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Started: 2013.  I started this project when we introduced my then toddler to the beaches of the Chesapeake Bay.  I got distracted and never finished it.  All I need to do is add the lining.  We go to the beach regularly now (it’s only an hour away) and I’ve got plenty of totes that are more beach-appropriate.  But this one will be useful for day trips in the car.  The fabrics are cotton twill and linen, both from the old Gorgeous Fabrics, and the lining is rayon acetate.

4. The Matthew Williamson Caftan:

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Started:  maybe 2014?  This one never really hit UFO status.  I pick it up every summer and work on it in spurts.  I finished the caftan last summer, 2018, but decided it was too plain (in spite of the fabulous fabric).  I need to add the trim, as in the photo.  That’s it.  I’m definitely finishing this for this summer.  The neckline is too low, so it’s a layering piece.  The fabric is a stretch double georgette that I am almost certain I purchased from the old Gorgeous Fabrics, but it could have been Emma One Sock.

5. The slim, very fitted, tank dress (Vogue 9184):

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Started:  2016.  This dress is more fitted than the pattern let on. It’s also when I realized I was gaining weight (but went into denial).  I let this one out as much as it can go, but it’s a no go.  I held onto it thinking, maybe if I lose the weight…  The plan with this is to finish the armholes and the hem and donate it.  It’s too nice a fabric to just throw away (a linen from Britex Fabrics, underlined in cotton batiste).    I do plan to make this dress again this year, but in a larger size, and after a muslin.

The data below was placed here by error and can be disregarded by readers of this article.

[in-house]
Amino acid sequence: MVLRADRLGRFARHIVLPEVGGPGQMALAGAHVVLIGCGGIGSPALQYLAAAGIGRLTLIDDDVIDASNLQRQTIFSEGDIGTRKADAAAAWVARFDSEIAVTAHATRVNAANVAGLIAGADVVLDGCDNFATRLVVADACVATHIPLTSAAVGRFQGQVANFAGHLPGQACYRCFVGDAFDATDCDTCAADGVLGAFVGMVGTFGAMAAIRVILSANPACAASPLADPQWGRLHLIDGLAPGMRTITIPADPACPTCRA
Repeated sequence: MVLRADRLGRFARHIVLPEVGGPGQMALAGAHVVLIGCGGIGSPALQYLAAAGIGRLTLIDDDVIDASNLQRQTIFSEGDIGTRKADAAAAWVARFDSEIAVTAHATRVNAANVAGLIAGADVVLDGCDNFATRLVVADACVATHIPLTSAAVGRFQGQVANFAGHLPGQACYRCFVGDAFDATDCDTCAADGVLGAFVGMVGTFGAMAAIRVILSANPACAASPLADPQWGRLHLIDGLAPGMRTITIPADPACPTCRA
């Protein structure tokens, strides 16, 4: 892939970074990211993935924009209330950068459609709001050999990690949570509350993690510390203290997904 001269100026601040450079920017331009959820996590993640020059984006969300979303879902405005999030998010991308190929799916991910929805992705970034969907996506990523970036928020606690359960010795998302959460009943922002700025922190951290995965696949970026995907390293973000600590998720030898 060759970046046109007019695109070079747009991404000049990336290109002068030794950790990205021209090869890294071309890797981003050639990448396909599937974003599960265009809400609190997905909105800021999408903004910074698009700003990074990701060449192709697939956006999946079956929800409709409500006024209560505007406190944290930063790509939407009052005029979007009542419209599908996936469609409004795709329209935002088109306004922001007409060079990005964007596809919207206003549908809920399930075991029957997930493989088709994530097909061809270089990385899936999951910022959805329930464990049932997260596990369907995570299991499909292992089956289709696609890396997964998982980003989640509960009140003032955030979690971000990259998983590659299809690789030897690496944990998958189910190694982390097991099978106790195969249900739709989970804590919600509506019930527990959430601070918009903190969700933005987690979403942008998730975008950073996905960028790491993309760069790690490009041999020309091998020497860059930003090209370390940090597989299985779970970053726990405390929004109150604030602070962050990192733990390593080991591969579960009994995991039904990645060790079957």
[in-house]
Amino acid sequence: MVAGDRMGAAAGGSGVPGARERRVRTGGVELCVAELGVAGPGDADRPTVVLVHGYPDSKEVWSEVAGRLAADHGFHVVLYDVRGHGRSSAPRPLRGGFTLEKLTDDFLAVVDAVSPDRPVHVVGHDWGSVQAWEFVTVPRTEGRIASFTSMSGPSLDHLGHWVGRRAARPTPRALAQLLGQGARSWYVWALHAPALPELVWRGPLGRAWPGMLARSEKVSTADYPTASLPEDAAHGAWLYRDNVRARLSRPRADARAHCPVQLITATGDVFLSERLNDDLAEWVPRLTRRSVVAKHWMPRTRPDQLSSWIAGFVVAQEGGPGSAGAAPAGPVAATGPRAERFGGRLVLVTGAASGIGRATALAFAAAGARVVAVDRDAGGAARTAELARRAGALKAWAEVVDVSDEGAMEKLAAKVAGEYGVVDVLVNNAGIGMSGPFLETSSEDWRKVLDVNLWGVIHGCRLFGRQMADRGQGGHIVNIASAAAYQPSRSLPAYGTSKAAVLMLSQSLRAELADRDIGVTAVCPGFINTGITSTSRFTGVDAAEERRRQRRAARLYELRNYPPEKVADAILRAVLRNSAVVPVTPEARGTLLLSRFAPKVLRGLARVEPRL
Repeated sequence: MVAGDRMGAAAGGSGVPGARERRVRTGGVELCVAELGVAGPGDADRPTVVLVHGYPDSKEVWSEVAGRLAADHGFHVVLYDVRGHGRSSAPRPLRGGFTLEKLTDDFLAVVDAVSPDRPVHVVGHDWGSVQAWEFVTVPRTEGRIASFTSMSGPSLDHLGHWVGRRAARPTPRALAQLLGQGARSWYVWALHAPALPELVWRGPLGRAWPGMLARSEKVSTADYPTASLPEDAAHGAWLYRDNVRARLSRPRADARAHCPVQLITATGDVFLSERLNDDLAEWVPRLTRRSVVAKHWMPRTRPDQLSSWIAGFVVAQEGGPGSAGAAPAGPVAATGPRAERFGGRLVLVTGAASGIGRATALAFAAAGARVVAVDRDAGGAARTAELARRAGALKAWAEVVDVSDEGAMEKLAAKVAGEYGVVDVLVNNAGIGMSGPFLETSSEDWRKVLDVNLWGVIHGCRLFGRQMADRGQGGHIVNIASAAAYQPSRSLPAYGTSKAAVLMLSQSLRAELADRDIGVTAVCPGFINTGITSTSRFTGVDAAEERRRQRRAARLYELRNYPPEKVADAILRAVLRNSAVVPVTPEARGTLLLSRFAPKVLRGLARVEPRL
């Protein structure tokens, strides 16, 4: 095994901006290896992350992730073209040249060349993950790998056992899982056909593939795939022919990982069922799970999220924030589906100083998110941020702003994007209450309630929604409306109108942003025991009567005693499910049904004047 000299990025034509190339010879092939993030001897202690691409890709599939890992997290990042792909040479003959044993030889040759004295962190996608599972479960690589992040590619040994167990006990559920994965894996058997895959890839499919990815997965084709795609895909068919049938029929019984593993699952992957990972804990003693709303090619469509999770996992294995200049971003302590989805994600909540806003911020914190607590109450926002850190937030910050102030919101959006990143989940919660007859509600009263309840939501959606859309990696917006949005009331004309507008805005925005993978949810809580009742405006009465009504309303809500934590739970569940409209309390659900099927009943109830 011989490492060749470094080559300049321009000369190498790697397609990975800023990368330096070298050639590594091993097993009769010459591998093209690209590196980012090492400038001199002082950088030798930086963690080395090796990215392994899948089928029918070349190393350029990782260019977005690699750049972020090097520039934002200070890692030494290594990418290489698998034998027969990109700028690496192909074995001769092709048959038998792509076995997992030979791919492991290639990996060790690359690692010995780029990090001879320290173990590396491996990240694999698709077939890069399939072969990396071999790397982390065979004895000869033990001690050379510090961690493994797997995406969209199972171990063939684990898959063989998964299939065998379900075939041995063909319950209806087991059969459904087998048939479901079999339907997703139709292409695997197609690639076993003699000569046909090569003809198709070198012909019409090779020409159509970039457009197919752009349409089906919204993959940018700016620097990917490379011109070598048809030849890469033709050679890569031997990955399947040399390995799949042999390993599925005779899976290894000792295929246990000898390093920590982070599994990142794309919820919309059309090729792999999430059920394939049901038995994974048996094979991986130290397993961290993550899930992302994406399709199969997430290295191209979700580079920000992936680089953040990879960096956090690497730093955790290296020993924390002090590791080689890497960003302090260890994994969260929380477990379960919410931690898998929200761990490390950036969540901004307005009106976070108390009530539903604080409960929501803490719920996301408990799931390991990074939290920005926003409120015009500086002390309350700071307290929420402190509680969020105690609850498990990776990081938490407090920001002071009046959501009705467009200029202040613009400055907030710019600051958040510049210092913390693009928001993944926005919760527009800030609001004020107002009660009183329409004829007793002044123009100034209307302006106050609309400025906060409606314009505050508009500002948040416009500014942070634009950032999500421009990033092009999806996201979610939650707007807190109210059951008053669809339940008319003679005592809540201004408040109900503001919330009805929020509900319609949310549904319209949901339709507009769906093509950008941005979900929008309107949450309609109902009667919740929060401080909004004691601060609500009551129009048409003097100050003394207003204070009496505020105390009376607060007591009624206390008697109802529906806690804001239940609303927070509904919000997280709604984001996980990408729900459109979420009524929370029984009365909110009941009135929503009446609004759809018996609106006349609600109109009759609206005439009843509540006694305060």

6. The McCall pieced top (McCall 7390, view B, adding a sleeve):

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Started: 2017.  I had made this top before, but decided to make another with the flared bottom and sleeves.  I thought my work was sloppy, so I stopped, disgusted with myself.  After examining it, I think I was being too critical.  Yes, the fabric (a soft silk cotton voile from the old Gorgeous Fabrics) is soft and difficult, but it’s worth finishing.   However, I’ve decided the sleeves are a bad idea.  I only need to finish the armscye and the neckline.  It will be a lightweight summer top.

7. The Carolyn PJs

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Started:  2018.  This one technically never made the UFO pile – it stayed on the sewing table, staring me down.  I started it last February, but kept making error after error. I knew I needed to work on something else and/or take a sewing break.  This was at the beginning of my dad’s precipitous decline, so I think I was struggling to focus, and maybe having a little too much wine.  I’m better know, and desperately need pjs, so it’s back on the agenda.  The Japanese cotton is from Farmhouse Fabrics.

Seven old projects, back on the agenda, many near completion.  I think I can do it, as long as  I remember to intersperse them, along with the mending, with new projects.  Of course, that’s easier said than done!  And, which to finish first?